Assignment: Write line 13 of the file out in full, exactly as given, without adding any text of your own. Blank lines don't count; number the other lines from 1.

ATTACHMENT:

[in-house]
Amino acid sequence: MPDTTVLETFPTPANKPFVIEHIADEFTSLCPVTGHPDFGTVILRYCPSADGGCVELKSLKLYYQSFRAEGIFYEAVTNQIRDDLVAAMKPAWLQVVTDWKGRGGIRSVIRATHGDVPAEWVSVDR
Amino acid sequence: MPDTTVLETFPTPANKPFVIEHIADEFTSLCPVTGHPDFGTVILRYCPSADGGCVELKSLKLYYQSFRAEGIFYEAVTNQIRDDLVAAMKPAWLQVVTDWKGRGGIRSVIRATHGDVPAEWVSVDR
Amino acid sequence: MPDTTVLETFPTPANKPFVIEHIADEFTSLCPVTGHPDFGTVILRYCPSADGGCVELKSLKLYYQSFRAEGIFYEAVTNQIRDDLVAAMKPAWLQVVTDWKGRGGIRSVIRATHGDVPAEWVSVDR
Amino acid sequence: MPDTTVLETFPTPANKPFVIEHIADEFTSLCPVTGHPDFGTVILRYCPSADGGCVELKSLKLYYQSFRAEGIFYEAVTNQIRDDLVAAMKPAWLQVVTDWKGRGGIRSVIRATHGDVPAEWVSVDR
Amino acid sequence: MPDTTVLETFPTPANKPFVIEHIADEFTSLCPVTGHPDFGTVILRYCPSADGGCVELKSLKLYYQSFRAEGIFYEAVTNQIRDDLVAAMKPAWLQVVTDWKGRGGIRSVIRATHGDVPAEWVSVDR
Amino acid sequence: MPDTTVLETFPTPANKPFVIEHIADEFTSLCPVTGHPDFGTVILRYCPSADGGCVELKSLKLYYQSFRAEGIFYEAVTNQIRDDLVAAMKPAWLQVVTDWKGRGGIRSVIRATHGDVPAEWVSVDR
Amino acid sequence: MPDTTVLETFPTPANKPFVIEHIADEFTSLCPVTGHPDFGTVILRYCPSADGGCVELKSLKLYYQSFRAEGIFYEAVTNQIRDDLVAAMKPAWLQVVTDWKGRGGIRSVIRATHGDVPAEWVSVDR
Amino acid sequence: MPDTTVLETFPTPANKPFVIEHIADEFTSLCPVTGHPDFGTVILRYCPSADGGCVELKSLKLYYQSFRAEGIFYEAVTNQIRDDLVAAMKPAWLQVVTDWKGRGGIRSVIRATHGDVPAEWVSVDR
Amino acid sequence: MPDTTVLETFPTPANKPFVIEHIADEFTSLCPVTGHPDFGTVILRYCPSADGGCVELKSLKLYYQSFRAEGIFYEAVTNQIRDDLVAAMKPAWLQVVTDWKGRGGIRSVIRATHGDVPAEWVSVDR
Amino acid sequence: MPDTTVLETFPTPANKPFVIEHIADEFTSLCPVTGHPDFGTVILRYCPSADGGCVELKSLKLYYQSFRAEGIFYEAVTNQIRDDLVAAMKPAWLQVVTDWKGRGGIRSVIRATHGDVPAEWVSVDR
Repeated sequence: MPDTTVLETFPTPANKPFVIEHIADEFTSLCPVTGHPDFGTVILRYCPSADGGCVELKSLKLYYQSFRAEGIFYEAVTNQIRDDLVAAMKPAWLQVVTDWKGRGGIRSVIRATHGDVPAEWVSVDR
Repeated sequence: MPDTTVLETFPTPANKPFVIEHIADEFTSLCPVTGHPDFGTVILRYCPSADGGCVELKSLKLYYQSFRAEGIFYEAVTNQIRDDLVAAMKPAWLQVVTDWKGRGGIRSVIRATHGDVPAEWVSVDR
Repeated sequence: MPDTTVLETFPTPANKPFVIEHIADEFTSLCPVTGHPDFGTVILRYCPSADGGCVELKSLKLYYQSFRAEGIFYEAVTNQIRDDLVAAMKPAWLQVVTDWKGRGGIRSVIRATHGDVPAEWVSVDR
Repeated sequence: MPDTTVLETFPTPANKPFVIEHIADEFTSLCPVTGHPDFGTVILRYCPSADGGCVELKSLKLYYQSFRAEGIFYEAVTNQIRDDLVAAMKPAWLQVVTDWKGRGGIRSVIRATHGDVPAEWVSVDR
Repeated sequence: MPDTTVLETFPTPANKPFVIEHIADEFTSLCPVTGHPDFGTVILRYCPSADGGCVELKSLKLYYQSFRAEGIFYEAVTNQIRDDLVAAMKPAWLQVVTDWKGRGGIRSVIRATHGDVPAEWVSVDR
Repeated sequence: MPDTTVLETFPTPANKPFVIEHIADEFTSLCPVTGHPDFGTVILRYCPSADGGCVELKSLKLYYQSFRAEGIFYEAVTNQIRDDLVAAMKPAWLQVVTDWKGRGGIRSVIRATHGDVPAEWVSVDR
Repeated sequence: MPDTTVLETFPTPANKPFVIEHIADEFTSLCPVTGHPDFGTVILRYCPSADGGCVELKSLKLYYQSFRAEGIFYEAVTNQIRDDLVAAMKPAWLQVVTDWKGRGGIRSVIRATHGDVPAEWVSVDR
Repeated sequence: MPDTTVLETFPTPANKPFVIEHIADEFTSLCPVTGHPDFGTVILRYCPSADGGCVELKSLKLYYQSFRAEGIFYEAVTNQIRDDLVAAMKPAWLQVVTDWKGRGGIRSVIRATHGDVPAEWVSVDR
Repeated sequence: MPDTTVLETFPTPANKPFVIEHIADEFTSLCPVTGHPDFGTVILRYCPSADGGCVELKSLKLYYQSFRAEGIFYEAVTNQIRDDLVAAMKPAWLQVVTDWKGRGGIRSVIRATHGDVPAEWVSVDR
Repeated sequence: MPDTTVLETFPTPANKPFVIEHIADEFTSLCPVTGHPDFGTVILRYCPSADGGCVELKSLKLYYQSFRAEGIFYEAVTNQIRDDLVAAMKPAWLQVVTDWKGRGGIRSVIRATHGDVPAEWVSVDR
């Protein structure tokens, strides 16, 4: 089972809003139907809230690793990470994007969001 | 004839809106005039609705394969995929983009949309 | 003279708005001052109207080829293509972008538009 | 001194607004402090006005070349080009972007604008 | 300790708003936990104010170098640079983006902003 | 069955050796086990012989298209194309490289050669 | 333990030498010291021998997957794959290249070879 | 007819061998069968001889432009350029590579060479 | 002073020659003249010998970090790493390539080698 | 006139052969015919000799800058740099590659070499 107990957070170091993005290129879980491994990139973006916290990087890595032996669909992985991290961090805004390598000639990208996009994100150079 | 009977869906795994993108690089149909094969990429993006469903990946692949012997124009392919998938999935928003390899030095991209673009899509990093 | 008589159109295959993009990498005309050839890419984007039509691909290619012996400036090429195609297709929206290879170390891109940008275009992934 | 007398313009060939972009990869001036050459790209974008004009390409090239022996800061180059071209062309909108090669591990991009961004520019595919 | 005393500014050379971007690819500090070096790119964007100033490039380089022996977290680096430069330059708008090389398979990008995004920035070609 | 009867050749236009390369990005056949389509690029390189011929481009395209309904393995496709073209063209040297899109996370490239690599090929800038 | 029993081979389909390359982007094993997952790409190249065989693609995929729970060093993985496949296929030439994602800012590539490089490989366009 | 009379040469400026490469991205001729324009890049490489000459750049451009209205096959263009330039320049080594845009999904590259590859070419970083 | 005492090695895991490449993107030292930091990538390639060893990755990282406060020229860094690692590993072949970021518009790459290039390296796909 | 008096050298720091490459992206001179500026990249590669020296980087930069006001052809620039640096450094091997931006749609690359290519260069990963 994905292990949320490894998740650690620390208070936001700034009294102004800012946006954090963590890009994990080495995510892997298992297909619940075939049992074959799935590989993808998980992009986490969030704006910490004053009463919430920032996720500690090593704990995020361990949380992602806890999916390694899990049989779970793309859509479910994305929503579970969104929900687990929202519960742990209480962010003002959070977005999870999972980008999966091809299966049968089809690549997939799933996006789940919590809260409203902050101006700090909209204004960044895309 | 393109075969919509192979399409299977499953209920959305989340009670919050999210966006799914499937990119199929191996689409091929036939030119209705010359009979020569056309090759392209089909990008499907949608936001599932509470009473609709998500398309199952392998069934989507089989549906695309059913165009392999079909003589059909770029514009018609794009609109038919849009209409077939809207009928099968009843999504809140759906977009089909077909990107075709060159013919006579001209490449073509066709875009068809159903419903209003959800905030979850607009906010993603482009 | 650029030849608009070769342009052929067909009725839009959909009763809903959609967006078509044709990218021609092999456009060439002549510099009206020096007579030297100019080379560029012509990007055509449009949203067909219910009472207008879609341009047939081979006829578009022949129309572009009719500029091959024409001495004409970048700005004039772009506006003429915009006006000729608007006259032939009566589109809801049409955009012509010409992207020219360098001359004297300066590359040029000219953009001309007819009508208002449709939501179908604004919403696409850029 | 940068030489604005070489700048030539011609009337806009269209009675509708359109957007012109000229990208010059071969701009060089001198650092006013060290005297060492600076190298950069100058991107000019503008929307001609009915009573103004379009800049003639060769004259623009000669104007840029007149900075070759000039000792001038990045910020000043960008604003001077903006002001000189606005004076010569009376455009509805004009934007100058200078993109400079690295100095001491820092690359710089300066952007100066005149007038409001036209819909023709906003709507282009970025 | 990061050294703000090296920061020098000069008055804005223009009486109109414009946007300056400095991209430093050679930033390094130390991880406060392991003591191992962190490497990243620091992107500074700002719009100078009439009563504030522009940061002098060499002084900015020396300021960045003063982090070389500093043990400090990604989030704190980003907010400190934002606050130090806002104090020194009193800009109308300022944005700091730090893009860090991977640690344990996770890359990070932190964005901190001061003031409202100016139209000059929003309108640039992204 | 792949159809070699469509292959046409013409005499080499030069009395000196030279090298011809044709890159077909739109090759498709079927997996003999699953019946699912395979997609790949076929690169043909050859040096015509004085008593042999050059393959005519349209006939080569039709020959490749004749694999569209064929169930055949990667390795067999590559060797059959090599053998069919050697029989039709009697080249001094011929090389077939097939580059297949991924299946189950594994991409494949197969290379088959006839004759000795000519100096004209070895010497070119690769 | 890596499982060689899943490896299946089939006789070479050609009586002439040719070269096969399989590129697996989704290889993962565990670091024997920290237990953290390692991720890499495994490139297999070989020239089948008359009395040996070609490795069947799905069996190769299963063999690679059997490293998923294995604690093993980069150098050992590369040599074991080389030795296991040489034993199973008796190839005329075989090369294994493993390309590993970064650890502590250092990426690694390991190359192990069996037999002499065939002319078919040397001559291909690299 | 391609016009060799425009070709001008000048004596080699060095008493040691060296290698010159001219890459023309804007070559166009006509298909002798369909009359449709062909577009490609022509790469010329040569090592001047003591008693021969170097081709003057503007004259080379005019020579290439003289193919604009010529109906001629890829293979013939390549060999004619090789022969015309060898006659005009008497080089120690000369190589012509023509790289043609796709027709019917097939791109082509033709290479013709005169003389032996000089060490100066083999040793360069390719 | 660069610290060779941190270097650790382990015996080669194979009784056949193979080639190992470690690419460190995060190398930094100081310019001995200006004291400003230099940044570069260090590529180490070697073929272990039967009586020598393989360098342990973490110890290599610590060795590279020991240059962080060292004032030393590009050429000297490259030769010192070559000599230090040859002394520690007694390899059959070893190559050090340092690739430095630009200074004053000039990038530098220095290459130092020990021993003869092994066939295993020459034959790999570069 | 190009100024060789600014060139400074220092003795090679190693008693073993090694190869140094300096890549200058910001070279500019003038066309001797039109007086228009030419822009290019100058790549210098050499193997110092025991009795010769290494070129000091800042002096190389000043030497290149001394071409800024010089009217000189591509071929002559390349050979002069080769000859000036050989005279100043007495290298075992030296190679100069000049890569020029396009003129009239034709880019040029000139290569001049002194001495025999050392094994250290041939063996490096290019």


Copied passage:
Repeated sequence: MPDTTVLETFPTPANKPFVIEHIADEFTSLCPVTGHPDFGTVILRYCPSADGGCVELKSLKLYYQSFRAEGIFYEAVTNQIRDDLVAAMKPAWLQVVTDWKGRGGIRSVIRATHGDVPAEWVSVDR